We knew when we left that we had been little comfort to the beleaguered farmer. We committed to return when we had the results of the dietary analysis we are currently conducting and assured the farmer we were on hand if he had any issues – we empathised as much as possible with the farmer’s frustration. Over time, we can hopefully keep the dialogue open. This illustrates how perceptions of a species, a project or the people involved, can be shaped by wider issues, and highlights that practitioners need to be increasingly aware of the wider context in which they work. Had we failed to determine the source of the farmer’s frustration, we might have unwittingly reverted to the conservation equivalent of mansplaining predation dynamics, falling foul of the ‘high and mighty’ stereotype often levelled at conservationists.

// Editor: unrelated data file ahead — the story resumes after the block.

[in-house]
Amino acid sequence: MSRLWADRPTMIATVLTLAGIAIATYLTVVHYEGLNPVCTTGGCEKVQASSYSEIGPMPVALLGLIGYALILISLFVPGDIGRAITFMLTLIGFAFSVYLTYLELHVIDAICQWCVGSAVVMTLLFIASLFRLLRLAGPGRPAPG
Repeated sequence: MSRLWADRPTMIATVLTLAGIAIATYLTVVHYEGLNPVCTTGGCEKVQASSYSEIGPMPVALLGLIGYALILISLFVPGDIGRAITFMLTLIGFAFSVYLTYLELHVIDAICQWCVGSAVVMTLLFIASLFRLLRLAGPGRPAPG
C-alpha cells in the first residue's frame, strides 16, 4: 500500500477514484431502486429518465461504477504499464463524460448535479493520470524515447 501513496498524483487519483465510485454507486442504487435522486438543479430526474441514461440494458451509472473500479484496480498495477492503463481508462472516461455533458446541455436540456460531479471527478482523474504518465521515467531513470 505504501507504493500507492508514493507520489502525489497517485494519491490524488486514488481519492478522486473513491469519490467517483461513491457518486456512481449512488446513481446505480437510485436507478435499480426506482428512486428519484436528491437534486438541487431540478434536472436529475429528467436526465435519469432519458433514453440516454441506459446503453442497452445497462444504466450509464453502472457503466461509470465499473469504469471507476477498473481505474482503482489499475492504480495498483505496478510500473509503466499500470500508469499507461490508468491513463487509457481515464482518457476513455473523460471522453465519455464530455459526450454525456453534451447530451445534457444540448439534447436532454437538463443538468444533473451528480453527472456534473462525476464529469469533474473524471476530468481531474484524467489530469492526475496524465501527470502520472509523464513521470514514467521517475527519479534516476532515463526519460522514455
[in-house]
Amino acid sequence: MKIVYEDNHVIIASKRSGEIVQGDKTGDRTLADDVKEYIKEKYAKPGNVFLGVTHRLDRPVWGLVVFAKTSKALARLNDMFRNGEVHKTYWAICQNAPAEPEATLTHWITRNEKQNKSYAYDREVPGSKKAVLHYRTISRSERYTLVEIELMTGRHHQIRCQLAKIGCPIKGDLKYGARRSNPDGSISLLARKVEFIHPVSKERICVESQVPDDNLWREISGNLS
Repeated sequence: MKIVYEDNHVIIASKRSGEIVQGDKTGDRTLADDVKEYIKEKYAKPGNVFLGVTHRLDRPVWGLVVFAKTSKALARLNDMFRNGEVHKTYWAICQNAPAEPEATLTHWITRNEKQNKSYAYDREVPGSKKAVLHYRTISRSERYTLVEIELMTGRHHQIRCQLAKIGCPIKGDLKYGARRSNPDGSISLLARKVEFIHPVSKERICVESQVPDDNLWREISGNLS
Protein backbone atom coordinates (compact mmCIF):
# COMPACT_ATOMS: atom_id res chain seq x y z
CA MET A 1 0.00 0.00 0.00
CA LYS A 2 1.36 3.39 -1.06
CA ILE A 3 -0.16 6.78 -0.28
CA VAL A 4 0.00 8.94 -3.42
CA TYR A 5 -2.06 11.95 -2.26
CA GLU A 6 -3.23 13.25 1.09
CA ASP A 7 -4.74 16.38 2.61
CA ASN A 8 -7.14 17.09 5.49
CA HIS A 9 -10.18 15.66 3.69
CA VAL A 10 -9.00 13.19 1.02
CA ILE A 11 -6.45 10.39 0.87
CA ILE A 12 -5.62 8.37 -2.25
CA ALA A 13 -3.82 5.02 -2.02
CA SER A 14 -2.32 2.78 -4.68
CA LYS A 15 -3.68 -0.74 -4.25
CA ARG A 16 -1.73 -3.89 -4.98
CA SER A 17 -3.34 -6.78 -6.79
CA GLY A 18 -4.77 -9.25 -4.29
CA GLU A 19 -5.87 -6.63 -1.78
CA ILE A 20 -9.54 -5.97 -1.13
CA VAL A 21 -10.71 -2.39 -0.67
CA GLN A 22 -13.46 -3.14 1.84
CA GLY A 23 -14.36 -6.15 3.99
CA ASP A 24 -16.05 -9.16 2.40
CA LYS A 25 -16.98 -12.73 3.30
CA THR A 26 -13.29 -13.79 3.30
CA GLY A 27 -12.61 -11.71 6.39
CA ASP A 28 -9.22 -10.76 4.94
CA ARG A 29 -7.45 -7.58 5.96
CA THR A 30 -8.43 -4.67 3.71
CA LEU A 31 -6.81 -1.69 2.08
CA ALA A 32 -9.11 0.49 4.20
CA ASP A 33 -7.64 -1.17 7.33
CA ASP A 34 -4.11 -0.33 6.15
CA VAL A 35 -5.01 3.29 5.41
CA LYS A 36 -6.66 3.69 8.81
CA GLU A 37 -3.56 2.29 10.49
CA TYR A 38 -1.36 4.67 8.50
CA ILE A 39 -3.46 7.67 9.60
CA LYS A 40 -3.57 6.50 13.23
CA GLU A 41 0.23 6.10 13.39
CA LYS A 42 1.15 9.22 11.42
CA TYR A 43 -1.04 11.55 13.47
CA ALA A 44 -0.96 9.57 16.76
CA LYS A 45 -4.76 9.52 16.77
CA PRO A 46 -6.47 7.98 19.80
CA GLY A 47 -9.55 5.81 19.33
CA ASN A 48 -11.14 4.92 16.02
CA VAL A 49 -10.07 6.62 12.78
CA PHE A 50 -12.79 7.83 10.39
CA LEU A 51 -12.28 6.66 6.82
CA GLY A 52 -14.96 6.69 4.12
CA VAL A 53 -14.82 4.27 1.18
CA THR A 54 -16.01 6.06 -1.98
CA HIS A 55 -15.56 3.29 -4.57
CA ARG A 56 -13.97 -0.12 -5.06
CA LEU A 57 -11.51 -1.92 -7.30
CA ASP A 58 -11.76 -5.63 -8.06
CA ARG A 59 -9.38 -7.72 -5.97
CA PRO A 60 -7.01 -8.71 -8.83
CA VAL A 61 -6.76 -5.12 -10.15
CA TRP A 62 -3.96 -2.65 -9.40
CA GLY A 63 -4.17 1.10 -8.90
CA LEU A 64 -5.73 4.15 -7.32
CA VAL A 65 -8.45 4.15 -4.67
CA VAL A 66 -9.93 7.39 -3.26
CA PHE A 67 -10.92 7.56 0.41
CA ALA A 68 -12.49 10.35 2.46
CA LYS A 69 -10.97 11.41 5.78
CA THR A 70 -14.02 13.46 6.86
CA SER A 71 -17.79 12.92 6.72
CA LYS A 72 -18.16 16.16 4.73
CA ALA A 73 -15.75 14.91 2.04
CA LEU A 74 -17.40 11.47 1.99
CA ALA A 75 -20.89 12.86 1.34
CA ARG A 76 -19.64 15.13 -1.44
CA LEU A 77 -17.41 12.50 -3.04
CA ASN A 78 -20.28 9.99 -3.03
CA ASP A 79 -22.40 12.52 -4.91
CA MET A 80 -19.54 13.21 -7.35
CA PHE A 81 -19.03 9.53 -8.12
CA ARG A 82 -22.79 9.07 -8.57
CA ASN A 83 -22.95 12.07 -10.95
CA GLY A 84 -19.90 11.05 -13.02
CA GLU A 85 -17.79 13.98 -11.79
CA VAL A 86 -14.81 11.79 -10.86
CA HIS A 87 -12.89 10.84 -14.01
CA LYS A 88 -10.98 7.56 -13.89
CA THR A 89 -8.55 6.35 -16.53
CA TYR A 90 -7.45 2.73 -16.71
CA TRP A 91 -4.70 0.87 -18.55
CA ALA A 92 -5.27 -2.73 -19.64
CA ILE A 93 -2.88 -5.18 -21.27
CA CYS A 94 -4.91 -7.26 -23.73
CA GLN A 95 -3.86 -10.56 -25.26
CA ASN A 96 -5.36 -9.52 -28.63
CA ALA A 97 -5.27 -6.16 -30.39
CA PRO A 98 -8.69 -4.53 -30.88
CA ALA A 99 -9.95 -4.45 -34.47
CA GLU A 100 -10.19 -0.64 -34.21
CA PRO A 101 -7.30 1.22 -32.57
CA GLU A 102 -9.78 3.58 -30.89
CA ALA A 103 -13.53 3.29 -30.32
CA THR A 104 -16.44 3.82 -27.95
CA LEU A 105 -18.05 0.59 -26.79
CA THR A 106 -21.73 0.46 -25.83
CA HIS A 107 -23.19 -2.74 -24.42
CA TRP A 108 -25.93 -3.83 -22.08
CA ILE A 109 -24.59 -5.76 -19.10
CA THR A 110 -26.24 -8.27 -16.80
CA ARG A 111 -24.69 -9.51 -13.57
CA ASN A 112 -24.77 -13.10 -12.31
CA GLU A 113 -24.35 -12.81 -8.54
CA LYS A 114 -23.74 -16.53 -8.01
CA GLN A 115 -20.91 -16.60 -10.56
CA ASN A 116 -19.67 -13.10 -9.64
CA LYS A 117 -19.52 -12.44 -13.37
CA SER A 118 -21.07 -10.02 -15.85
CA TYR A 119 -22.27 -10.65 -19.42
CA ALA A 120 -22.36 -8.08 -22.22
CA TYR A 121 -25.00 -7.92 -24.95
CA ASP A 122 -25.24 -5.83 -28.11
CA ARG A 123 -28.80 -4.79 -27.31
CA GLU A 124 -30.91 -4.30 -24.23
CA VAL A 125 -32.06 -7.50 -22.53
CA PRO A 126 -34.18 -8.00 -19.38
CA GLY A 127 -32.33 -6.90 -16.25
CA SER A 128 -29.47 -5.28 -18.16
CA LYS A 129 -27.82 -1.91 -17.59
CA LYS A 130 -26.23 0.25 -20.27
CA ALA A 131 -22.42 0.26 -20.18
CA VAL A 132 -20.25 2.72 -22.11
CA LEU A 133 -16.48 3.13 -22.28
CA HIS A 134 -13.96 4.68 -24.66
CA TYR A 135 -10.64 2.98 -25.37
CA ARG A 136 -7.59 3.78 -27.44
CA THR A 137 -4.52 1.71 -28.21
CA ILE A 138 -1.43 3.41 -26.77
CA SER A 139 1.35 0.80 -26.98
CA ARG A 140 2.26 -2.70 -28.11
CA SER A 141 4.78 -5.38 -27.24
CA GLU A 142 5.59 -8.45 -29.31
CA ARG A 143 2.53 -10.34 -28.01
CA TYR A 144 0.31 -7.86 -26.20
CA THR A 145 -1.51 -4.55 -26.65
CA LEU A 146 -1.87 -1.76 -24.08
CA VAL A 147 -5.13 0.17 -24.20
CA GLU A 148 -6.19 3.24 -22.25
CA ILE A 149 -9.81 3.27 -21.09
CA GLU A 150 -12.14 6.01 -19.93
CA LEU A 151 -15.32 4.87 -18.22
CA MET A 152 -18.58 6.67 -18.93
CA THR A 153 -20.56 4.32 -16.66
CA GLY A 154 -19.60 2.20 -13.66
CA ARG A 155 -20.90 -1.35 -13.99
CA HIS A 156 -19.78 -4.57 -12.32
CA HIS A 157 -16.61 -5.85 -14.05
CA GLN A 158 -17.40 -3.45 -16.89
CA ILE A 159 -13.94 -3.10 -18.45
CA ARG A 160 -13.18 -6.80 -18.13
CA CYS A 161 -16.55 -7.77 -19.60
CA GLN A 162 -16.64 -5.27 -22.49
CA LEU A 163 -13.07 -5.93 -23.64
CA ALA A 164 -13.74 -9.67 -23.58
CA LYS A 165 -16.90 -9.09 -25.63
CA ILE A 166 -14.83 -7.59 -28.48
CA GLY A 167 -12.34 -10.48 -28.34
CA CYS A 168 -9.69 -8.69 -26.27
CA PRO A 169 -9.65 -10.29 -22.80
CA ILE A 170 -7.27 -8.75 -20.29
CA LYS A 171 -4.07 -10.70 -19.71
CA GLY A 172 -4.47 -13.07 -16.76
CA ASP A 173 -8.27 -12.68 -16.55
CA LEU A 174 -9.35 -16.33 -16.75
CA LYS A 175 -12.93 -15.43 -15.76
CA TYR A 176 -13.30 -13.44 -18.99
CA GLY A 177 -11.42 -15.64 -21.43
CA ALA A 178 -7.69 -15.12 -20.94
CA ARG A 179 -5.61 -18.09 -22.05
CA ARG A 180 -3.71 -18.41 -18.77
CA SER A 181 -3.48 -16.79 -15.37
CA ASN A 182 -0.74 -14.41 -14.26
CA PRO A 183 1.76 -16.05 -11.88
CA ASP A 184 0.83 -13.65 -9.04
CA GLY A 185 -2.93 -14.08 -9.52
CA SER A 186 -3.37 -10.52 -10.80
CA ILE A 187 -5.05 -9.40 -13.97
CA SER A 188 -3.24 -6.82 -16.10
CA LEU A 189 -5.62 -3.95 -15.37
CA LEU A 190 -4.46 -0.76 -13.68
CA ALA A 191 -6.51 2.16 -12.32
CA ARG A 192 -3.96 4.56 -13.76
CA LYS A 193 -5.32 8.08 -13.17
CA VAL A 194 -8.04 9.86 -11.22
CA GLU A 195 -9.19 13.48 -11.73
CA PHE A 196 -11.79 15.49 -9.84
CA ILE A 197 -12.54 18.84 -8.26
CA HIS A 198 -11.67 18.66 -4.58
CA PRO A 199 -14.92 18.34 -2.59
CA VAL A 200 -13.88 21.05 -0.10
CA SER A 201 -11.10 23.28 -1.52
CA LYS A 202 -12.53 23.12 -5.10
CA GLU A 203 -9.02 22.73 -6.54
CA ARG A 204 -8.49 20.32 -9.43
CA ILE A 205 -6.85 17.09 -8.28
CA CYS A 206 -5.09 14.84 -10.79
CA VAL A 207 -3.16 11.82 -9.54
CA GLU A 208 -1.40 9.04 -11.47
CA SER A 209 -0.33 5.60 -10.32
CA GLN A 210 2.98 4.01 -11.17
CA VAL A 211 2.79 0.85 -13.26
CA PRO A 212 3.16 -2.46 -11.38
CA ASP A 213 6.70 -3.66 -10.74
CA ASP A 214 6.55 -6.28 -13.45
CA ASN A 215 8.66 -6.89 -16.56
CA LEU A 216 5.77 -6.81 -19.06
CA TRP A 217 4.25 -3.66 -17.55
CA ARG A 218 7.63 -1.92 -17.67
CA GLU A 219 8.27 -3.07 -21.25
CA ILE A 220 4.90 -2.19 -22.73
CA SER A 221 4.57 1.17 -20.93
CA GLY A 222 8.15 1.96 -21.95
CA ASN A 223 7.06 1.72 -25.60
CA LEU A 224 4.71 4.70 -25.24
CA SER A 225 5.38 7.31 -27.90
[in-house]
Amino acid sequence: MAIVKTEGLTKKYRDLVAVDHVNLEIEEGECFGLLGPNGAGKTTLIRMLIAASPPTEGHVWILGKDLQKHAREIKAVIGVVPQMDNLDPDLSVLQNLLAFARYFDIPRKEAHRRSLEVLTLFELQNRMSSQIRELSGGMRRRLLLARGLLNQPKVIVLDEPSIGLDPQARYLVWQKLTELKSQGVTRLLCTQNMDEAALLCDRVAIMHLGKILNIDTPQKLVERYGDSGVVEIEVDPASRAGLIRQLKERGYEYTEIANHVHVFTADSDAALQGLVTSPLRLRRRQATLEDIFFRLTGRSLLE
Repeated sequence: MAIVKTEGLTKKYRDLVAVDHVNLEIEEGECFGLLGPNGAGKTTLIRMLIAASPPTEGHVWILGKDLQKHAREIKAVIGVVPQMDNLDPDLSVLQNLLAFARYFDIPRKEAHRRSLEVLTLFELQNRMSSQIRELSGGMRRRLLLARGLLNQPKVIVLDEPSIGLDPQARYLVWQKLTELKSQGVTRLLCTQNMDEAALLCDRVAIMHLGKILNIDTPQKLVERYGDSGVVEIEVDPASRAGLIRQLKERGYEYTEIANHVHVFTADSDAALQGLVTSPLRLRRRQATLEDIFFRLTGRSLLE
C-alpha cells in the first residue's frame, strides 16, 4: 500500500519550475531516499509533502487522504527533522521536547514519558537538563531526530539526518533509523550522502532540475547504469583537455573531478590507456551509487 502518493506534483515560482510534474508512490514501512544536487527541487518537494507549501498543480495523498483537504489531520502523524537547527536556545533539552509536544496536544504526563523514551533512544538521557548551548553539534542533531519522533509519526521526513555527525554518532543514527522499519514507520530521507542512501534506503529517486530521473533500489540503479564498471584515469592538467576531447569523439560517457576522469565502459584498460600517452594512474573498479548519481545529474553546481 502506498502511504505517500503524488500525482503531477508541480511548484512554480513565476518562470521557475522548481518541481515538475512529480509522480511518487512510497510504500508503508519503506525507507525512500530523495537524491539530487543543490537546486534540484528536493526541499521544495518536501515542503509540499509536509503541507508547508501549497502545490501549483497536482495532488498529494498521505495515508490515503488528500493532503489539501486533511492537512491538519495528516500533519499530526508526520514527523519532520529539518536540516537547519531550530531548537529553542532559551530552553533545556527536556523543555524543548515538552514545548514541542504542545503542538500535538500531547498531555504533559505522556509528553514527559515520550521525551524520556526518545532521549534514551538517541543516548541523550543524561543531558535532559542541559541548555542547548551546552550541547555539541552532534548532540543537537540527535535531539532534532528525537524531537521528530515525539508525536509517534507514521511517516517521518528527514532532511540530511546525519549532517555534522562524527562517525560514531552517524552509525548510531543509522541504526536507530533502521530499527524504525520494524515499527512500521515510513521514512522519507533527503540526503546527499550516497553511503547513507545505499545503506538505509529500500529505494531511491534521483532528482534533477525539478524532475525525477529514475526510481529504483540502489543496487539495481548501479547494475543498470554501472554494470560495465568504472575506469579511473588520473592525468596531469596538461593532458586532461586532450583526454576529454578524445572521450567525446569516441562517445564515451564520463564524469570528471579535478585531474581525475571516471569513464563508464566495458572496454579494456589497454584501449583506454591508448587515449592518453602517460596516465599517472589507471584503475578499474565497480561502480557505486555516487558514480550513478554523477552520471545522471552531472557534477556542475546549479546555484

We cannot change the socio-political context in which we work. What we can do, however, is ensure that as conservationists we are not perceived as being complicit in what, from the farmer’s point of view, was the vilification of a legitimate land use based on a swing in policy and media narrative against farming. As conservationists, we can strive to achieve this by being congruent in our approach: consistent in message (against a backdrop of populist politics), transparent in our work, and respectful of different views.

 

VWT staff have been gaining valuable insight into sheep farming in Wales, developing good working relationships with people in the pine marten release areas.

Building trust with stakeholders who would have traditionally opposed carnivore conservation is a long-term endeavour. It is much harder to achieve than excluding a pine marten from a poult pen but, in the long run, if we are aiming for thriving carnivore populations with minimal human conflict, it is far more important.

David Bavin – Pine Marten Project Officer